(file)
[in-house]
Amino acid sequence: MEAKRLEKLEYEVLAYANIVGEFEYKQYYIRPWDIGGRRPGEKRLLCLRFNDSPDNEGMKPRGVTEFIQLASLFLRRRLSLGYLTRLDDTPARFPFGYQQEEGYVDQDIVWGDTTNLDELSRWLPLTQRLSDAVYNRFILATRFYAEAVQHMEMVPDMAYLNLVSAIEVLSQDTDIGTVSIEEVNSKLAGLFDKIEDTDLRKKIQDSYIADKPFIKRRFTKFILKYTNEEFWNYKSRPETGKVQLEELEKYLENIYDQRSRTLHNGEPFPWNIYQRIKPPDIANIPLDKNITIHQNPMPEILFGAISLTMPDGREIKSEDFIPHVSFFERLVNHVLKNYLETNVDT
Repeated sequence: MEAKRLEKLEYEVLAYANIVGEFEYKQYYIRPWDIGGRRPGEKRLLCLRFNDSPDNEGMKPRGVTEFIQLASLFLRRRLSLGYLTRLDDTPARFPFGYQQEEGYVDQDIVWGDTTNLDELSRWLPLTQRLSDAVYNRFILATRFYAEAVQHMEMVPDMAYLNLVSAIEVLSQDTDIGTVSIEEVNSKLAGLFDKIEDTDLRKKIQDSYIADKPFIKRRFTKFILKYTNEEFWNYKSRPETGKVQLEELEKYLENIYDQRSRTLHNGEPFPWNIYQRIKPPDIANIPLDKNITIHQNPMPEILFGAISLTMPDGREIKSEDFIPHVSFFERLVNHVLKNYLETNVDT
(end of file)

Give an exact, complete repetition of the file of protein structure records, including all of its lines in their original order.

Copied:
[in-house]
Amino acid sequence: MEAKRLEKLEYEVLAYANIVGEFEYKQYYIRPWDIGGRRPGEKRLLCLRFNDSPDNEGMKPRGVTEFIQLASLFLRRRLSLGYLTRLDDTPARFPFGYQQEEGYVDQDIVWGDTTNLDELSRWLPLTQRLSDAVYNRFILATRFYAEAVQHMEMVPDMAYLNLVSAIEVLSQDTDIGTVSIEEVNSKLAGLFDKIEDTDLRKKIQDSYIADKPFIKRRFTKFILKYTNEEFWNYKSRPETGKVQLEELEKYLENIYDQRSRTLHNGEPFPWNIYQRIKPPDIANIPLDKNITIHQNPMPEILFGAISLTMPDGREIKSEDFIPHVSFFERLVNHVLKNYLETNVDT
Repeated sequence: MEAKRLEKLEYEVLAYANIVGEFEYKQYYIRPWDIGGRRPGEKRLLCLRFNDSPDNEGMKPRGVTEFIQLASLFLRRRLSLGYLTRLDDTPARFPFGYQQEEGYVDQDIVWGDTTNLDELSRWLPLTQRLSDAVYNRFILATRFYAEAVQHMEMVPDMAYLNLVSAIEVLSQDTDIGTVSIEEVNSKLAGLFDKIEDTDLRKKIQDSYIADKPFIKRRFTKFILKYTNEEFWNYKSRPETGKVQLEELEKYLENIYDQRSRTLHNGEPFPWNIYQRIKPPDIANIPLDKNITIHQNPMPEILFGAISLTMPDGREIKSEDFIPHVSFFERLVNHVLKNYLETNVDT